Freedom of Religion

A federal appeals court ruled that a New York law allowing “released time” from public schools for religious instruction did not violate the first amendment’s nonestablishment of religion clause.

Church Law and Tax 2005-07-01

Freedom of religion

Key point. “Released time” programs that permit public school students to be released from classes to attend religious instruction at a church or other place of worship do not violate the first amendment’s nonestablishment of religion clause so long as no expenditure of tax revenue is involved.

* A federal appeals court ruled that a New York law allowing “released time” from public schools for religious instruction was not implemented in such a way as to violate the first amendment’s nonestablishment of religion clause. The New York Education Law allows public school districts to run “released time” programs in order to facilitate the religious education of students whose parents wish their children to participate in religious instruction during the school day, provided that the students are released for only one hour per week at the close of the morning or afternoon session. A public school allowed students to be released to participate in religious instruction at a Catholic church next door to the school or at a program conducted by the Protestant-based Child Evangelism Fellowship, which met at a town hall across the street from the school. Participation in either program required parental permission and was limited to one hour of instruction in the middle of every Tuesday morning. Those students whose parents did not allow them to attend religious instruction remained in the school classroom without organized activities, awaiting the return of the participants in the “released time” program. Two former students at this school claimed that the released time program was unconstitutional because it (1) humiliated them, (2) left non-participants in the program with nothing to do during compulsory time that must be spent in the classroom and gave teachers no guidance on how to use that time, (3) conveyed a message of endorsement of religion to susceptible young pupils during prime learning time, and (4) enabled the students receiving religious instruction to bring religious literature into the classrooms.

A federal appeals court ruled that the released time program did not offend the constitution. It relied on a 1954 United States Supreme Court case upholding the constitutionality of the very same New York released time law that was being challenged in this case. Zorach v. Clauson, 343 U.S. 306 (1952). In the Zorach case the Supreme Court concluded that New York’s “released time” program did not violate the first amendment because (1) no religious instruction took place inside public school classrooms; (2) no expenditure of public funds supported the program; and (3) the public school did not promote the instruction beyond simply collecting permission slips from parents. The Court found no constitutional violation because the schools only adjusted “their schedules to accommodate the religious needs of the people.”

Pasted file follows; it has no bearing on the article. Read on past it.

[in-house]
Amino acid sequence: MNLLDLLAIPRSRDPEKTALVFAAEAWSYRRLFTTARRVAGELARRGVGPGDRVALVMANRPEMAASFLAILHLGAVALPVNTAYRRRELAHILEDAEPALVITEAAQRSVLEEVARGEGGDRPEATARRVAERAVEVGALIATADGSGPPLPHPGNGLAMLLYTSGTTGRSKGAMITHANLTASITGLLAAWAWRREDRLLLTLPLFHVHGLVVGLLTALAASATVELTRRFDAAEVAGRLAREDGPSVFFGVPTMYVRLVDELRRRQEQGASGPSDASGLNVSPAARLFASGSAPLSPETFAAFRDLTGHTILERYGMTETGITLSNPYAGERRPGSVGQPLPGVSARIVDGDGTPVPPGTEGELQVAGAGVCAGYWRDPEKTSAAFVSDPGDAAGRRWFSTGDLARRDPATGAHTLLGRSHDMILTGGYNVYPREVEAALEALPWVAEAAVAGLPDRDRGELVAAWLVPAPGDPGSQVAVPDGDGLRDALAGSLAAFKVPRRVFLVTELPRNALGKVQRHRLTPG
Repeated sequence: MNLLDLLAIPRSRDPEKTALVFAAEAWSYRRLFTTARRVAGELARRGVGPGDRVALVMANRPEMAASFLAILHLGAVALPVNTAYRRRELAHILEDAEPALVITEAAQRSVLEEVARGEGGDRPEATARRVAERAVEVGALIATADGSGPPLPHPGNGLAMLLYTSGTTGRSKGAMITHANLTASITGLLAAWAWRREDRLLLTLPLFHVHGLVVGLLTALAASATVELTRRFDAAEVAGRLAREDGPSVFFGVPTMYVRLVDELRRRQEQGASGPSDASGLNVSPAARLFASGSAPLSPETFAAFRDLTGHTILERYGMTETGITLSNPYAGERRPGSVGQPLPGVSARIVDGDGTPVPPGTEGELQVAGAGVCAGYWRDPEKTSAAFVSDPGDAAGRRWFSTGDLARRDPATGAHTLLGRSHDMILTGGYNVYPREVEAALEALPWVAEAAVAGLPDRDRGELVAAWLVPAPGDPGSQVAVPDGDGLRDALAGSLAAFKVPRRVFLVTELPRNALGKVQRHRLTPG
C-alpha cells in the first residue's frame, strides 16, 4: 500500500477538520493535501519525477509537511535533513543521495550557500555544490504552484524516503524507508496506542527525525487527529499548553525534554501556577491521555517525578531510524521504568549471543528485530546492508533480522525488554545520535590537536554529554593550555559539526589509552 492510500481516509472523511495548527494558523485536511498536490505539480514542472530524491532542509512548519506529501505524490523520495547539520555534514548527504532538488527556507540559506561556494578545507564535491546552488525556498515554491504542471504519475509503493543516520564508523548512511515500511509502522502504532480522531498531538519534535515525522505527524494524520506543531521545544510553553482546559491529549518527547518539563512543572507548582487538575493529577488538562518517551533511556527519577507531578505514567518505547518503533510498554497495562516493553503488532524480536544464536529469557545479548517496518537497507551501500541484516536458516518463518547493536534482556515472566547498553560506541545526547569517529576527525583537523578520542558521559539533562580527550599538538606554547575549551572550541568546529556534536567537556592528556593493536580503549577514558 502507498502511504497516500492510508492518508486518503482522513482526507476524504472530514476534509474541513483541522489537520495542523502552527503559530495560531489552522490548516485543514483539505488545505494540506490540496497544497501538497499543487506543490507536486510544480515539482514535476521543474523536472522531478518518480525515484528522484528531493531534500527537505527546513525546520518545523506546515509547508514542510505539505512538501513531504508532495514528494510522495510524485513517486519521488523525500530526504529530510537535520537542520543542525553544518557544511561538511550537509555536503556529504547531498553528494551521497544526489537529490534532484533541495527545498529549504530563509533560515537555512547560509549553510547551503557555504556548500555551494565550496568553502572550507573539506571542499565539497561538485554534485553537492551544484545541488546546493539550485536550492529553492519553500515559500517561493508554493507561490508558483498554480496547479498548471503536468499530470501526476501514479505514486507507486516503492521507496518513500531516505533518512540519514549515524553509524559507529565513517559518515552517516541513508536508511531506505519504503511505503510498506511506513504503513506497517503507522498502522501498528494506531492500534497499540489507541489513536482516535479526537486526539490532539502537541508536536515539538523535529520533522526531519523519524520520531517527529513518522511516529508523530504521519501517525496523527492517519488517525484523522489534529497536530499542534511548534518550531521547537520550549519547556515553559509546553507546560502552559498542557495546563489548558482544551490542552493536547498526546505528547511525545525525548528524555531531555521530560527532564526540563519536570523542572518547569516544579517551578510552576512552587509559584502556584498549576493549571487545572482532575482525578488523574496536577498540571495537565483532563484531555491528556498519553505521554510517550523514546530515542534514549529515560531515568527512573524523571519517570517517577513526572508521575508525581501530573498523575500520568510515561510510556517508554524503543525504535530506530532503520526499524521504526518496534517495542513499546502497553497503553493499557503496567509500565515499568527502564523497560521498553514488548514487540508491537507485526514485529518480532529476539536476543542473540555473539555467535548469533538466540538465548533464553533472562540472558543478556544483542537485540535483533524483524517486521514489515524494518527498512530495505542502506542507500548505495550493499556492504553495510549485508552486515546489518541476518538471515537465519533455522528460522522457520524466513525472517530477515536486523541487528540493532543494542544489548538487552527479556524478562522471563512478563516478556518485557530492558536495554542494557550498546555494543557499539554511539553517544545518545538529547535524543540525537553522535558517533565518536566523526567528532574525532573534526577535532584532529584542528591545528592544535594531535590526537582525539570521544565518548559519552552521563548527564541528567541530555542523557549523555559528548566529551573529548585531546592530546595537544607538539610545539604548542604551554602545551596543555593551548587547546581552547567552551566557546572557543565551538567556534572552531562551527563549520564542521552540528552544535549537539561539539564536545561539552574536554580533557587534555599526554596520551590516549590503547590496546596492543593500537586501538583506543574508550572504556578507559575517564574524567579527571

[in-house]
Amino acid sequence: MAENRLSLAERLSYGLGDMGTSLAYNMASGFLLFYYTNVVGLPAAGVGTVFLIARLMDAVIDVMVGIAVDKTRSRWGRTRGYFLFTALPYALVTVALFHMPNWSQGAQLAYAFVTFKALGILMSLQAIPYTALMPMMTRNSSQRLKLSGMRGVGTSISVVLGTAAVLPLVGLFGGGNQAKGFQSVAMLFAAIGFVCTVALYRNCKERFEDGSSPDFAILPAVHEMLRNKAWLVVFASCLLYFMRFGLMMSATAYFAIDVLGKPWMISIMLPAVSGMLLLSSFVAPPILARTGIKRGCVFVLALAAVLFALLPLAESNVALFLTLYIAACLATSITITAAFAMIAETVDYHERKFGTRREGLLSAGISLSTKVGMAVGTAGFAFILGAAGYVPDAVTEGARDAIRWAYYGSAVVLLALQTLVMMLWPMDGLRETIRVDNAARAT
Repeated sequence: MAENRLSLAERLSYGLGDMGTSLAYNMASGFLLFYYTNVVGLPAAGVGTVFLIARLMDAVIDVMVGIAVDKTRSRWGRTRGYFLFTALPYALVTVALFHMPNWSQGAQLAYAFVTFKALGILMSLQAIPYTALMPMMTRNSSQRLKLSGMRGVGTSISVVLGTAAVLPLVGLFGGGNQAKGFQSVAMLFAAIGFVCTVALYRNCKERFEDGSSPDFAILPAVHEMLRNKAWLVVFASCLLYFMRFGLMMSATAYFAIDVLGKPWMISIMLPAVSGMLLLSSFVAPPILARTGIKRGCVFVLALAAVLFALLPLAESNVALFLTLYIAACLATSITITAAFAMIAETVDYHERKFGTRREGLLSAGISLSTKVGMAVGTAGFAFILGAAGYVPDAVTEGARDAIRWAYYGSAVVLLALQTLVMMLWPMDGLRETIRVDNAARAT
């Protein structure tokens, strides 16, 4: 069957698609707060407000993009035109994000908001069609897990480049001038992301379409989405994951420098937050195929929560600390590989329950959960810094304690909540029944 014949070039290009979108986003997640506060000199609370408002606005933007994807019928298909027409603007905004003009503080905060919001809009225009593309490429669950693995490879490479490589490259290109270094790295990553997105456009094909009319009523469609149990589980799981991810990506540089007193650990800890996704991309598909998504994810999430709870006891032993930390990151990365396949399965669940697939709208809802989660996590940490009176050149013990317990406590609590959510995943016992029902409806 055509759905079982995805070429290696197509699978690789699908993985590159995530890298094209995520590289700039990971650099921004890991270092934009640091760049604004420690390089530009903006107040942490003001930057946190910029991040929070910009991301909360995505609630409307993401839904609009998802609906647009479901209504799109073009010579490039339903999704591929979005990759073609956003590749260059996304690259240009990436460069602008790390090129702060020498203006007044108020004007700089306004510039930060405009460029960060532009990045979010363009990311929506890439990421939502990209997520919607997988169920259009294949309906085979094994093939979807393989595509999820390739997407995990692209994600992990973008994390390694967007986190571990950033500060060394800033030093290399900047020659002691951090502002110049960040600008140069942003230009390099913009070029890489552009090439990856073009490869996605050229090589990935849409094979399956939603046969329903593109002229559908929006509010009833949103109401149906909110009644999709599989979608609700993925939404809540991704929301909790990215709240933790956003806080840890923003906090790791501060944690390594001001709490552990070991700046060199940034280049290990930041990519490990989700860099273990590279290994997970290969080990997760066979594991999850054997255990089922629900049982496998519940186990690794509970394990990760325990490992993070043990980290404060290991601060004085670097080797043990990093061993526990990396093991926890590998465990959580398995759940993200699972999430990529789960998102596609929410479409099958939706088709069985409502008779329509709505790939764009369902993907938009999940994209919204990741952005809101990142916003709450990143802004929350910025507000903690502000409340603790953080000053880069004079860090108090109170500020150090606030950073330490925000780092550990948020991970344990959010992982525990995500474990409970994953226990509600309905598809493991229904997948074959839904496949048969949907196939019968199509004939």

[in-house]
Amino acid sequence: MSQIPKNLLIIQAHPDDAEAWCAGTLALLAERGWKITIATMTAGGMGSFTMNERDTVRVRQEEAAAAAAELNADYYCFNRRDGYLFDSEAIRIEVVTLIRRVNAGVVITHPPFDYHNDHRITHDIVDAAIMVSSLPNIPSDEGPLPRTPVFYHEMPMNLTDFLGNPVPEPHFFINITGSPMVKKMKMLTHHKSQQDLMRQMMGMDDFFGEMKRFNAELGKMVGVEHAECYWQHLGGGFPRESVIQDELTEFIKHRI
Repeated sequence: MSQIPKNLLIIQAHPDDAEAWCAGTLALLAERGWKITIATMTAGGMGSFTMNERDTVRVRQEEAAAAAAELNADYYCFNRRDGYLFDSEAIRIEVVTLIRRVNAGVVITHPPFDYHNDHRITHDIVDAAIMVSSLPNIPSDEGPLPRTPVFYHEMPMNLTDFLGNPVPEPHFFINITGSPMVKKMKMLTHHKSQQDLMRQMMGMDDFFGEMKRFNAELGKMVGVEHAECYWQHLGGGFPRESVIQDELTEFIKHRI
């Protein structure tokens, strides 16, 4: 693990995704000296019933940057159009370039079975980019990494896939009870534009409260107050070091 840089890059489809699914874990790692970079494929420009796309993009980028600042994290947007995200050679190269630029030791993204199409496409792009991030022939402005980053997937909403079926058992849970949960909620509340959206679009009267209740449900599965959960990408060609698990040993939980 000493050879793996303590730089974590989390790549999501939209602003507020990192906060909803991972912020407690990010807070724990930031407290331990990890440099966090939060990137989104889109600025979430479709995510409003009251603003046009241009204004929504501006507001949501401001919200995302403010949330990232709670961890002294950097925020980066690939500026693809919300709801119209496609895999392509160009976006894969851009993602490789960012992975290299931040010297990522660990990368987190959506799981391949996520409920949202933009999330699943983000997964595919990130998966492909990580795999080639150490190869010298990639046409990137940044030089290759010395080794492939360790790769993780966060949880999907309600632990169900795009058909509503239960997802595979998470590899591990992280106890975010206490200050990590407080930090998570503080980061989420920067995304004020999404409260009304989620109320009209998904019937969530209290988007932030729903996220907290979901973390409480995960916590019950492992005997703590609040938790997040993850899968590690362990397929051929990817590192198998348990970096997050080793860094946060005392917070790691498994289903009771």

The federal appeals court concluded that the Supreme Court’s reasoning in the Zorach case applied equally in this case: “The program’s implementation uses no public funds and involves no on-site religious instruction. The program is purely voluntary and there is no specific coercion or pressure brought to bear on non-participants by school officials.” As a result, the court rejected the former students’ claims and dismissed the lawsuit. The court also quoted from two more recent Supreme Court decisions: “The Constitution … requires that we keep in mind the myriad, subtle ways in which the [first amendment] can be eroded,” but we should “not hold that every state action implicating religion is invalid if one or a few citizens find it offensive. People may take offense at all manner of religious as well as nonreligious messages, but offense alone does not in every case show a violation.” Pierce v. Sullivan West Central High School, 379 F.3d 56 (2nd Cir. 2004).

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